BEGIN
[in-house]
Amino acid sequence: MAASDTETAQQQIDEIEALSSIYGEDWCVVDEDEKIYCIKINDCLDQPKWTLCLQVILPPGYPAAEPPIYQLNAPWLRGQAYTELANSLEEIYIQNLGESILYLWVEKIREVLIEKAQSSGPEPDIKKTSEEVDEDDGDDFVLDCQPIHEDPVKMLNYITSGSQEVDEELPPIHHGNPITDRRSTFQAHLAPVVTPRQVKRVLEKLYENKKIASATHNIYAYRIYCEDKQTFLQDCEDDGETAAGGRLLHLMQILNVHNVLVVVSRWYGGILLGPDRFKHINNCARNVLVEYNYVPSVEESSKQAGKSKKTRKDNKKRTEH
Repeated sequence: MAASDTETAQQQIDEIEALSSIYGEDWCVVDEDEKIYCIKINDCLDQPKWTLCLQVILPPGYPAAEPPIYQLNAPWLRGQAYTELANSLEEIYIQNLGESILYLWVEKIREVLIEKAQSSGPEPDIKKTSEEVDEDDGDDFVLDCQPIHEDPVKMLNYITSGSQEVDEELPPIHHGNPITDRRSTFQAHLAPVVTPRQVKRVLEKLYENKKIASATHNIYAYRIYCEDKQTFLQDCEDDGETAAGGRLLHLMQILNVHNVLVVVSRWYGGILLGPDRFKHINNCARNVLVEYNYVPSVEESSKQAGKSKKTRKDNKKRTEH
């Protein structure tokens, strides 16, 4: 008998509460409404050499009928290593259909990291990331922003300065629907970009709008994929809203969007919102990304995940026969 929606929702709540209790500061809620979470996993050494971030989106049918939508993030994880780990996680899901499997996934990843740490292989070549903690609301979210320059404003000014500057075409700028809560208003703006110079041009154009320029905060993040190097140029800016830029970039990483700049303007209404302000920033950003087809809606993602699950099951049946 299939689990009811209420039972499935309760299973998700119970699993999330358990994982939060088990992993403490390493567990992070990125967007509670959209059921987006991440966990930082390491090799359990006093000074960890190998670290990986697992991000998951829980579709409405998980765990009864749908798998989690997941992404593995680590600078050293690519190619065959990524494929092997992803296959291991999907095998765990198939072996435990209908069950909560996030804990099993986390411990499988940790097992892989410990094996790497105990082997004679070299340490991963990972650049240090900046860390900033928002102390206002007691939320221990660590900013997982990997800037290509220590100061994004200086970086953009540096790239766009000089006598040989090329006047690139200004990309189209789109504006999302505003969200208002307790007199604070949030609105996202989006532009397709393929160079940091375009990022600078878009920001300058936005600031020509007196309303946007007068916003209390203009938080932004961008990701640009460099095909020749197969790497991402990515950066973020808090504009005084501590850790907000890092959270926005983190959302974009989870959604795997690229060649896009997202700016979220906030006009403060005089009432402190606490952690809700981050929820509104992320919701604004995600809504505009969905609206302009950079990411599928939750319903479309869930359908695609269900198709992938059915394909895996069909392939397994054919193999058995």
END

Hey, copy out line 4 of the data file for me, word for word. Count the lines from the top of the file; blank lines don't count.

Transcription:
């Protein structure tokens, strides 16, 4: 008998509460409404050499009928290593259909990291990331922003300065629907970009709008994929809203969007919102990304995940026969 929606929702709540209790500061809620979470996993050494971030989106049918939508993030994880780990996680899901499997996934990843740490292989070549903690609301979210320059404003000014500057075409700028809560208003703006110079041009154009320029905060993040190097140029800016830029970039990483700049303007209404302000920033950003087809809606993602699950099951049946 299939689990009811209420039972499935309760299973998700119970699993999330358990994982939060088990992993403490390493567990992070990125967007509670959209059921987006991440966990930082390491090799359990006093000074960890190998670290990986697992991000998951829980579709409405998980765990009864749908798998989690997941992404593995680590600078050293690519190619065959990524494929092997992803296959291991999907095998765990198939072996435990209908069950909560996030804990099993986390411990499988940790097992892989410990094996790497105990082997004679070299340490991963990972650049240090900046860390900033928002102390206002007691939320221990660590900013997982990997800037290509220590100061994004200086970086953009540096790239766009000089006598040989090329006047690139200004990309189209789109504006999302505003969200208002307790007199604070949030609105996202989006532009397709393929160079940091375009990022600078878009920001300058936005600031020509007196309303946007007068916003209390203009938080932004961008990701640009460099095909020749197969790497991402990515950066973020808090504009005084501590850790907000890092959270926005983190959302974009989870959604795997690229060649896009997202700016979220906030006009403060005089009432402190606490952690809700981050929820509104992320919701604004995600809504505009969905609206302009950079990411599928939750319903479309869930359908695609269900198709992938059915394909895996069909392939397994054919193999058995």